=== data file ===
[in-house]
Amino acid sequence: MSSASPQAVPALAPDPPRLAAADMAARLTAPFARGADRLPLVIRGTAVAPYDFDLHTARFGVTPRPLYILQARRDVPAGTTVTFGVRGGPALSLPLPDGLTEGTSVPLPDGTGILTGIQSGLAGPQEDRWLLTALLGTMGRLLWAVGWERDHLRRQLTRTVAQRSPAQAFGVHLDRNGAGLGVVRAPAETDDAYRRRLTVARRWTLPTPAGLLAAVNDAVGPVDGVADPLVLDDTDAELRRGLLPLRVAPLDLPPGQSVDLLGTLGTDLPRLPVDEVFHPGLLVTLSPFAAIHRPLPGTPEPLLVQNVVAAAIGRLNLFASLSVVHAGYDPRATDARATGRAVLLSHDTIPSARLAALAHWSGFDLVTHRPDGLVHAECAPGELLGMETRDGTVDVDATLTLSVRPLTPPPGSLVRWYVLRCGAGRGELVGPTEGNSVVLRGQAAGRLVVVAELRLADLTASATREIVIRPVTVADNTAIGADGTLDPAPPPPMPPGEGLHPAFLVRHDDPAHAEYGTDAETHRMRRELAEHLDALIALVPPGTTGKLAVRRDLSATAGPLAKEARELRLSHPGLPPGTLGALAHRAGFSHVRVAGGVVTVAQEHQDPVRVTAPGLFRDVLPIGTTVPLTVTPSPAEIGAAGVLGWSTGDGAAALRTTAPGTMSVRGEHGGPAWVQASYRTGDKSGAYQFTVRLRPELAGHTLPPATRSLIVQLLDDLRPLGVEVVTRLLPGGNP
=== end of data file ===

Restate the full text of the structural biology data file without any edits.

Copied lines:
[in-house]
Amino acid sequence: MSSASPQAVPALAPDPPRLAAADMAARLTAPFARGADRLPLVIRGTAVAPYDFDLHTARFGVTPRPLYILQARRDVPAGTTVTFGVRGGPALSLPLPDGLTEGTSVPLPDGTGILTGIQSGLAGPQEDRWLLTALLGTMGRLLWAVGWERDHLRRQLTRTVAQRSPAQAFGVHLDRNGAGLGVVRAPAETDDAYRRRLTVARRWTLPTPAGLLAAVNDAVGPVDGVADPLVLDDTDAELRRGLLPLRVAPLDLPPGQSVDLLGTLGTDLPRLPVDEVFHPGLLVTLSPFAAIHRPLPGTPEPLLVQNVVAAAIGRLNLFASLSVVHAGYDPRATDARATGRAVLLSHDTIPSARLAALAHWSGFDLVTHRPDGLVHAECAPGELLGMETRDGTVDVDATLTLSVRPLTPPPGSLVRWYVLRCGAGRGELVGPTEGNSVVLRGQAAGRLVVVAELRLADLTASATREIVIRPVTVADNTAIGADGTLDPAPPPPMPPGEGLHPAFLVRHDDPAHAEYGTDAETHRMRRELAEHLDALIALVPPGTTGKLAVRRDLSATAGPLAKEARELRLSHPGLPPGTLGALAHRAGFSHVRVAGGVVTVAQEHQDPVRVTAPGLFRDVLPIGTTVPLTVTPSPAEIGAAGVLGWSTGDGAAALRTTAPGTMSVRGEHGGPAWVQASYRTGDKSGAYQFTVRLRPELAGHTLPPATRSLIVQLLDDLRPLGVEVVTRLLPGGNP